Since 2012, we at Ageing Nepal have been continuously involved in HelpAge International's Age Demands Action (ADA) campaigns. For this year's ADA on Rights campaign on World Elder Abuse Awareness Day (15 June), we aimed to: build awareness on older

How Ageing Nepal campaigned on World Elder Abuse Awareness Day



Sanju Thapa Magar


Since 2012, we at Ageing Nepal have been continuously involved in HelpAge International’s Age Demands Action (ADA) campaigns.

For this year’s ADA on Rights campaign on World Elder Abuse Awareness Day (15 June), we aimed to:

  • build awareness on older people’s right to equality and non-discrimination, and to freedom from violence, abuse and neglect 
  • put pressure on the Nepal Government to effectively implement policies and programs on the rights of older persons
  • encourage the Government to attend the eighth session of the Open-ended Working Group on Ageing (OEWG)
  • promote the Entitled to the same rights report on older women’s rights.
Here’s how we did it!

Reaching out to the Nepal’s wider population

A meeting was held between Government ministries, the National Human Rights Commission, and representatives of organisations working on ageing issues. This was aired live on the radio, with around two million people tuning in – significantly increasing the audience. We hope this adds pressure to the Government and National Human Rights Commission to deliver policy change that benefits older people.

Alongside the radio show, we reached out to the Nepalese people in a variety of ways:

  • We held four awareness-building workshops in which we educated 230 people of all ages in population change, the Sustainable Development Goals and elder abuse.
  • We organised a rally in Nepal’s capital Kathmandu in which 70 older demonstrators held placards and raised their voices against elder abuse. Around 1,000 people were there to hear what we had to say.
  • Pabitra Adhikari, a clinical psychologist at Ageing Nepal, discussed the different kinds of elder abuse, how it can be prevented and gave statistics on its prevalence in Nepal in the Himalaya Times, which has a readership of at least 50,000.
  • We held a cultural event in which 60 older people recited poems and danced to music that calls for an end to elder abuse in Nepal.

Our involvement in developing the Entitled to the same rights report

Ageing Nepal had the wonderful opportunity contribute to HelpAge’s Entitled to the same rights report. We were one of the 19 countries in which older women were asked to give their views about their human rights.

We gathered a group of 16 older women (aged 50-80) for a discussion, as well as holding individual consultations with a further 14 older women. We spoke to women of diverse social and economic circumstances to provide a broad understanding of older women’s rights in Nepal. Many talked about vulnerability after their husbands had died, others talked about the need for a pension in older age or the opportunity to earn an income, while the importance of the right to own property was also flagged.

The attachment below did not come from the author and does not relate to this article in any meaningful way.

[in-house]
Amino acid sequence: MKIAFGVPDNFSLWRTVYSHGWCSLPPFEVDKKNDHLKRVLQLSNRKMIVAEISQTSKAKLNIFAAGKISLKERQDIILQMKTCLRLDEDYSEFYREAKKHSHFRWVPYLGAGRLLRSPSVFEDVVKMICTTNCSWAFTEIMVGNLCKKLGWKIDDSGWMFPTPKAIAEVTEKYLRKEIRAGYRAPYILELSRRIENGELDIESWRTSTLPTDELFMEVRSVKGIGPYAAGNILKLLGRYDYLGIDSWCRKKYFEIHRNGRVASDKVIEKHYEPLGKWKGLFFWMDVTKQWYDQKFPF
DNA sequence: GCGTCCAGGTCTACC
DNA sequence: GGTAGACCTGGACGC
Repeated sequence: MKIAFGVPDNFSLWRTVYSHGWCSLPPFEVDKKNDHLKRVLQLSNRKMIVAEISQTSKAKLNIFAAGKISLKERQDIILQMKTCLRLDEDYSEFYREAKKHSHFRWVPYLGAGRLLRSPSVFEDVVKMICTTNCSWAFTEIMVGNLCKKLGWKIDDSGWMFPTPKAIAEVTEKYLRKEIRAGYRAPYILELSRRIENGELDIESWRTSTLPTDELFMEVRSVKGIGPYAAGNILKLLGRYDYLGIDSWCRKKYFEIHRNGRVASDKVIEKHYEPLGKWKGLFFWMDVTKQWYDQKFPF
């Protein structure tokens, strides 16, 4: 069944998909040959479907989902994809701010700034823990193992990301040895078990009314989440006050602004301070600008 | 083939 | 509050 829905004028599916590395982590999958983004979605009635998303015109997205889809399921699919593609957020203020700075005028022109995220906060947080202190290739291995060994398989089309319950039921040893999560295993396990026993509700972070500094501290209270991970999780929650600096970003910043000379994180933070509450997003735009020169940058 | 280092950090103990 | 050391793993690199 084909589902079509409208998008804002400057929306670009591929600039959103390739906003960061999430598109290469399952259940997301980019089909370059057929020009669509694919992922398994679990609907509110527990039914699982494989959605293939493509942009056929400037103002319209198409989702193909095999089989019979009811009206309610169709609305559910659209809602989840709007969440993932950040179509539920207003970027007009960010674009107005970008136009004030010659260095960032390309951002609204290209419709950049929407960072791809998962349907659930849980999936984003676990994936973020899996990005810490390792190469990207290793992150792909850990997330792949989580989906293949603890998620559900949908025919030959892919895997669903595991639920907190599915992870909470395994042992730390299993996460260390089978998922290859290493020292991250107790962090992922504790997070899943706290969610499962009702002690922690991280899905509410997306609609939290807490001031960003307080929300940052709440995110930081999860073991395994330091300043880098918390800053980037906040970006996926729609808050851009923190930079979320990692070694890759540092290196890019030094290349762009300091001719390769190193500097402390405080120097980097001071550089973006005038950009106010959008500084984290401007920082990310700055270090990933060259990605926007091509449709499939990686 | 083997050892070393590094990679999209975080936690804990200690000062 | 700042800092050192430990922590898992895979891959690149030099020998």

On World Elder Abuse Awareness Day, we shared the report with four ministries and the National Human Rights Commission. We hope they will read it and use the experiences of older women in Nepal and around the world to develop policies and programmes that protect and promote older people’s, and especially older women’s, rights.

Encouraging the Nepal Government to attend the OEWG

When we met with each of the constitutional bodies, we handed over a petition demanding the Nepalese Government to participate in the upcoming OEWG on 5-7 July.

The event in New York can provide a guidance for Nepal’s Government to support older people’s rights. At previous sessions, Nepal has offered its support for a UN convention on the rights of older people, and to be there again would continue to offer weight to this call.

Despite our work, it is unlikely the Nepalese Government will participate in this year’s OEWG because of the country’s ongoing elections.

Why a convention is vital for Nepal

The call for a convention is extremely important for Nepal. It will put pressure on the policymakers to take concrete action to protect and promote older people’s rights.

We strongly believe the convention can work towards ensuring:

  • the right to freedom from violence and discrimination
  • the right to social security
  • the right to health
  • the right to work
  • the right to property and inheritance.

We at Ageing Nepal have been adding our voice to the global call for a convention since the establishment of the OEWGA in 2010. The convention must not only ensure the rights of older people today, but it should also ensure the rights of future generations to come.

You can find out more about our activities for World Elder Abuse Awareness Day in our full report.